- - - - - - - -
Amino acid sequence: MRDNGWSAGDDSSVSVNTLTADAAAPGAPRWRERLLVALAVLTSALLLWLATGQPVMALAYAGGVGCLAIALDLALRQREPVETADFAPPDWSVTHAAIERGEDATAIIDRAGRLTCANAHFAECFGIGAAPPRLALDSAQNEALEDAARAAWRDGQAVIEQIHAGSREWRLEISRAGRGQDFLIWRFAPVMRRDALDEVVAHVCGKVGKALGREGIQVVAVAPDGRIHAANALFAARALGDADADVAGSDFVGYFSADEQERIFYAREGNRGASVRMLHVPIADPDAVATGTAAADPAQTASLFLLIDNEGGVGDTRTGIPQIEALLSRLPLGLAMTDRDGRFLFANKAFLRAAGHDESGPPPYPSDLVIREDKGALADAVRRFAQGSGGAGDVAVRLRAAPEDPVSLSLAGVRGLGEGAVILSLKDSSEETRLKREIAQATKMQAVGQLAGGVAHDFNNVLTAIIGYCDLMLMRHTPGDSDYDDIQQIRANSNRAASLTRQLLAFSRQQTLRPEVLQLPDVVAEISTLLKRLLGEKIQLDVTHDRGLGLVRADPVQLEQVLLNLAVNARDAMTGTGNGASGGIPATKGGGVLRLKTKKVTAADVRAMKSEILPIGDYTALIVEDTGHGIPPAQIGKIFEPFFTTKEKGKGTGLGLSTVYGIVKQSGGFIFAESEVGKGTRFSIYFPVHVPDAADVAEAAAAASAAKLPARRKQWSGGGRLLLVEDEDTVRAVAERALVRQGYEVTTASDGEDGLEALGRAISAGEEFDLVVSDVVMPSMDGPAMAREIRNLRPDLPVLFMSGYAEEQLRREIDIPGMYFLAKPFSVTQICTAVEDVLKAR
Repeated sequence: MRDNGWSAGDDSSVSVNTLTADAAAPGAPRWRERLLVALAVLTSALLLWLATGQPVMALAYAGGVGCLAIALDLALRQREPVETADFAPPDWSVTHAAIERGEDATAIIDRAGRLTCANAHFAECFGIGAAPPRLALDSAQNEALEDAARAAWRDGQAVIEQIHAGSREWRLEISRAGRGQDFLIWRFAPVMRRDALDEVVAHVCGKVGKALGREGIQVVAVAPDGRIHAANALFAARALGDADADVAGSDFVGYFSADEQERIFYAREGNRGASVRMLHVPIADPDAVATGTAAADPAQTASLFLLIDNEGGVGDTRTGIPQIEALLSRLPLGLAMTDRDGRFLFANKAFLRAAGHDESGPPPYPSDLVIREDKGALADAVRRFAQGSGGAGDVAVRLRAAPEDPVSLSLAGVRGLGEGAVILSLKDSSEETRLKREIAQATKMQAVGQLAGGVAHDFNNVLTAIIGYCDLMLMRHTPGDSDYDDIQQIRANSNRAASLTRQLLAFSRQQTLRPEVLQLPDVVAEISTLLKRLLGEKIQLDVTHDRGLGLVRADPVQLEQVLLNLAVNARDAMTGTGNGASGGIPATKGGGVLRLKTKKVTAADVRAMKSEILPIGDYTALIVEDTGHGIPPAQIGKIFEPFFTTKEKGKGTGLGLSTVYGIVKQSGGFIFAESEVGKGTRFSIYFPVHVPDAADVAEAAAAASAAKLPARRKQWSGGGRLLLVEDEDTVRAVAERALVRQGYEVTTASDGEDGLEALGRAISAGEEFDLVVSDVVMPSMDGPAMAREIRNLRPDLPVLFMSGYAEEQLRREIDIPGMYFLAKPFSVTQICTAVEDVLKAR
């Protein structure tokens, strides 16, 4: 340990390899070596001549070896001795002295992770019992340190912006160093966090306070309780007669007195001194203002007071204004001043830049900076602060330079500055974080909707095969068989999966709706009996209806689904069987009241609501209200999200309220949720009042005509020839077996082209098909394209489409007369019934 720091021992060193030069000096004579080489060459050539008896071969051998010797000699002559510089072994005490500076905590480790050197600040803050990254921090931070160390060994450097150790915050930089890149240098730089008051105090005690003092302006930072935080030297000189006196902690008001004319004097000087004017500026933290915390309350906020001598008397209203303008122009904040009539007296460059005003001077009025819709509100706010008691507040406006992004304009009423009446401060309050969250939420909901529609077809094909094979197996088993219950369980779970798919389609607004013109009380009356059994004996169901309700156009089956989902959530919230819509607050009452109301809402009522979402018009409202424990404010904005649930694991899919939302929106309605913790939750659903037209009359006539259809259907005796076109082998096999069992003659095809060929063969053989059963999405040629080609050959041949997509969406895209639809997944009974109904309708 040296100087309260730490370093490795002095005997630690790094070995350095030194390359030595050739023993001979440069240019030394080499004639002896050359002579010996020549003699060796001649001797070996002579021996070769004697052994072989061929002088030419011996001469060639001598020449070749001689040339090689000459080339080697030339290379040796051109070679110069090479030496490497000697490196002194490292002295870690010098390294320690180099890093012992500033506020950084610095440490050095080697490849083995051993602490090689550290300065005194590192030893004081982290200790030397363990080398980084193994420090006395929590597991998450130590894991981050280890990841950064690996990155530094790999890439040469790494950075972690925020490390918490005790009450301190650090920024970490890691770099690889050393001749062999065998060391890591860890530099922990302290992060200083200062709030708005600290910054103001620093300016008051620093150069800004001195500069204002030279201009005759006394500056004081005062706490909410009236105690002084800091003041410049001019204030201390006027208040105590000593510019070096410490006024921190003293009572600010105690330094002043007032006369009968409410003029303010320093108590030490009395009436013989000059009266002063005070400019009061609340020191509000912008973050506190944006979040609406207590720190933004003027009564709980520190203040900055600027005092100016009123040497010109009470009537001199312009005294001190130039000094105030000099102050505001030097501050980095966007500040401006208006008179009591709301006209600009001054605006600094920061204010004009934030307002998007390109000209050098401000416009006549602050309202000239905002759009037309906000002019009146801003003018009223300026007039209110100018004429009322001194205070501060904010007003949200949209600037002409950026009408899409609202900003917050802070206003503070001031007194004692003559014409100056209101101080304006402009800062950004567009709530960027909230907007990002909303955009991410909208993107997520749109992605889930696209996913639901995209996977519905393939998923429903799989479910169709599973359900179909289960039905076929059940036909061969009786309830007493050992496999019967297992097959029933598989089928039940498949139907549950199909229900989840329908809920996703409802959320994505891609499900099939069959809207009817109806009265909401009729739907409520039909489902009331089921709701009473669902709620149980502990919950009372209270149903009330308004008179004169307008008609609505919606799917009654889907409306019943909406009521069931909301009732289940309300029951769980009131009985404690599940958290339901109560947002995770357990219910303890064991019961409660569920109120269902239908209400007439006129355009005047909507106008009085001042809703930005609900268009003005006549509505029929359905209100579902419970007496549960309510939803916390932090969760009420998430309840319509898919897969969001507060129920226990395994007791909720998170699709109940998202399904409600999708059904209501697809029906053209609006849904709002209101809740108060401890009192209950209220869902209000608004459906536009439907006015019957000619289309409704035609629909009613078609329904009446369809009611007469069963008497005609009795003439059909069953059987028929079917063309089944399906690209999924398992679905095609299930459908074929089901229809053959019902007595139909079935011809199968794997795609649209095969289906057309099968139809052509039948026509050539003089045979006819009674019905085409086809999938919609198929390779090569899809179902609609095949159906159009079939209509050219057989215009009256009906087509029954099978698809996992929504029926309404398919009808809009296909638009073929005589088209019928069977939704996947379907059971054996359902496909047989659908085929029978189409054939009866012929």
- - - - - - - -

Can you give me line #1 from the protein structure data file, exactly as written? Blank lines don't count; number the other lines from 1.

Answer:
Amino acid sequence: MRDNGWSAGDDSSVSVNTLTADAAAPGAPRWRERLLVALAVLTSALLLWLATGQPVMALAYAGGVGCLAIALDLALRQREPVETADFAPPDWSVTHAAIERGEDATAIIDRAGRLTCANAHFAECFGIGAAPPRLALDSAQNEALEDAARAAWRDGQAVIEQIHAGSREWRLEISRAGRGQDFLIWRFAPVMRRDALDEVVAHVCGKVGKALGREGIQVVAVAPDGRIHAANALFAARALGDADADVAGSDFVGYFSADEQERIFYAREGNRGASVRMLHVPIADPDAVATGTAAADPAQTASLFLLIDNEGGVGDTRTGIPQIEALLSRLPLGLAMTDRDGRFLFANKAFLRAAGHDESGPPPYPSDLVIREDKGALADAVRRFAQGSGGAGDVAVRLRAAPEDPVSLSLAGVRGLGEGAVILSLKDSSEETRLKREIAQATKMQAVGQLAGGVAHDFNNVLTAIIGYCDLMLMRHTPGDSDYDDIQQIRANSNRAASLTRQLLAFSRQQTLRPEVLQLPDVVAEISTLLKRLLGEKIQLDVTHDRGLGLVRADPVQLEQVLLNLAVNARDAMTGTGNGASGGIPATKGGGVLRLKTKKVTAADVRAMKSEILPIGDYTALIVEDTGHGIPPAQIGKIFEPFFTTKEKGKGTGLGLSTVYGIVKQSGGFIFAESEVGKGTRFSIYFPVHVPDAADVAEAAAAASAAKLPARRKQWSGGGRLLLVEDEDTVRAVAERALVRQGYEVTTASDGEDGLEALGRAISAGEEFDLVVSDVVMPSMDGPAMAREIRNLRPDLPVLFMSGYAEEQLRREIDIPGMYFLAKPFSVTQICTAVEDVLKAR